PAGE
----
"The installation of the trilateral well junctions at Troll in less than seven days was an important step in the development of this product. We are sure that these practices can be utilized in other fields on the Norwegian shelf and around the world," said Jorunn Saetre, country vice president for Norway, Halliburton Energy Services.
Norsk Hydro has chosen multilateral wells to reach the most inaccessible oil reservoirs at the Troll field, where the oil-bearing layers can be as thin as 10 meters. This requires the oil to be drained through long horizontal wells. By having several conduits reaching into the shallow reservoir, it is possible to produce more oil at a lower cost.
"The construction of a trilateral subsea well is a breakthrough in multilateral technology, confirming that even more branches can be joined together and provide a way to drain more oil from the Troll field and other complicated reservoirs in the Norwegian continental shelf," said Tor Madsen, section manager for petroleum technology - Troll Field, Norsk Hydro.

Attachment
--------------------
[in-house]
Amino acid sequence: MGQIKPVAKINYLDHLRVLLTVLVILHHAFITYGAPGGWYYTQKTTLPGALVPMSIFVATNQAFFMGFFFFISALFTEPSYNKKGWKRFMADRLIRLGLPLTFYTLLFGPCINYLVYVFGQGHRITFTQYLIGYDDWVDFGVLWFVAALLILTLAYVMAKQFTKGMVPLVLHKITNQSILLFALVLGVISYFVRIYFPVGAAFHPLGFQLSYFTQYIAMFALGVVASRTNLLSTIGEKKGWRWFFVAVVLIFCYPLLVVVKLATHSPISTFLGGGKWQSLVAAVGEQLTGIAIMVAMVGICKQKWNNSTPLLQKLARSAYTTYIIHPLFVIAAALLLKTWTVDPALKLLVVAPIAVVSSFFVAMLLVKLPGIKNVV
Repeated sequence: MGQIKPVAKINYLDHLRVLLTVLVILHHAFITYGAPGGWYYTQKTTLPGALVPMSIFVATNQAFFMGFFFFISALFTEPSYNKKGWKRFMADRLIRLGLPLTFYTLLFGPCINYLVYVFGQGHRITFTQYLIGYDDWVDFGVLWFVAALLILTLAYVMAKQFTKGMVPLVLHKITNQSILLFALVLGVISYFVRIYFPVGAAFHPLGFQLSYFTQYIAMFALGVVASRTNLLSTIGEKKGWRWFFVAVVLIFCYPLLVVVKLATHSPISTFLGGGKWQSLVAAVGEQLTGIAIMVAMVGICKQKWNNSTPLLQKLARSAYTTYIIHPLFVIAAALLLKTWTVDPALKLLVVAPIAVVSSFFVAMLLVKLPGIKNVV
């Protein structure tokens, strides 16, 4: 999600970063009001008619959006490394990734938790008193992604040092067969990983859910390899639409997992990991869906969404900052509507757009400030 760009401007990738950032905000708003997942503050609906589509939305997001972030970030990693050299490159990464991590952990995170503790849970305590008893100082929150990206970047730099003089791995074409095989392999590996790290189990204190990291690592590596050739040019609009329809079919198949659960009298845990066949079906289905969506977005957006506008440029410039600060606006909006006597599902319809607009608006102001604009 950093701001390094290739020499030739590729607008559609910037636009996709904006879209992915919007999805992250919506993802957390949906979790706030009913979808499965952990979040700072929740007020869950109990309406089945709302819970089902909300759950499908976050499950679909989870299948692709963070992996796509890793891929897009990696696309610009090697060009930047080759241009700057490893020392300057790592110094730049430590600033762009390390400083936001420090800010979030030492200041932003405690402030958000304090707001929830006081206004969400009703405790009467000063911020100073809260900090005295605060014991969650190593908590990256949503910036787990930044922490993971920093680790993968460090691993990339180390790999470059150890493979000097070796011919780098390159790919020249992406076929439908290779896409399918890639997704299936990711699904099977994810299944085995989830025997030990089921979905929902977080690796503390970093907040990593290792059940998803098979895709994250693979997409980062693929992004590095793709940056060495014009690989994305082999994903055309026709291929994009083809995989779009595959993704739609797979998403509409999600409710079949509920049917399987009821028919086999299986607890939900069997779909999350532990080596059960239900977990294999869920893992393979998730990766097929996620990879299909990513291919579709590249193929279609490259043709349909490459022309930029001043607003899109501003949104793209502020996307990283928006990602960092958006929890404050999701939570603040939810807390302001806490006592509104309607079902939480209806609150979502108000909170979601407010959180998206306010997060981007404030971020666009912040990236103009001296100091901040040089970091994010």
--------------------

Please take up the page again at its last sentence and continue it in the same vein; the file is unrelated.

The first multilateral well installation from a floating rig was carried out at the Troll field in 1997 by Halliburton. An additional 16 multilateral wells have been installed in that field since that time, which has made it possible to increase production to rates once thought unachievable. The trilateral (three horizontal branches) well design is the most recent breakthrough. The third branch will make it possible to produce 1.5 million barrels of additional oil from the well, while keeping the well junction pressure tight and preventing sand from entering the well.
The multilateral project and the application of ITBS system technology in the Troll field have been nominated for the Offshore Northern Seas 2002 Innovation Award. The award will be presented by the Prime Minister of Norway during the ONS opening ceremony in Stavanger, Norway, on August 27, 2002.
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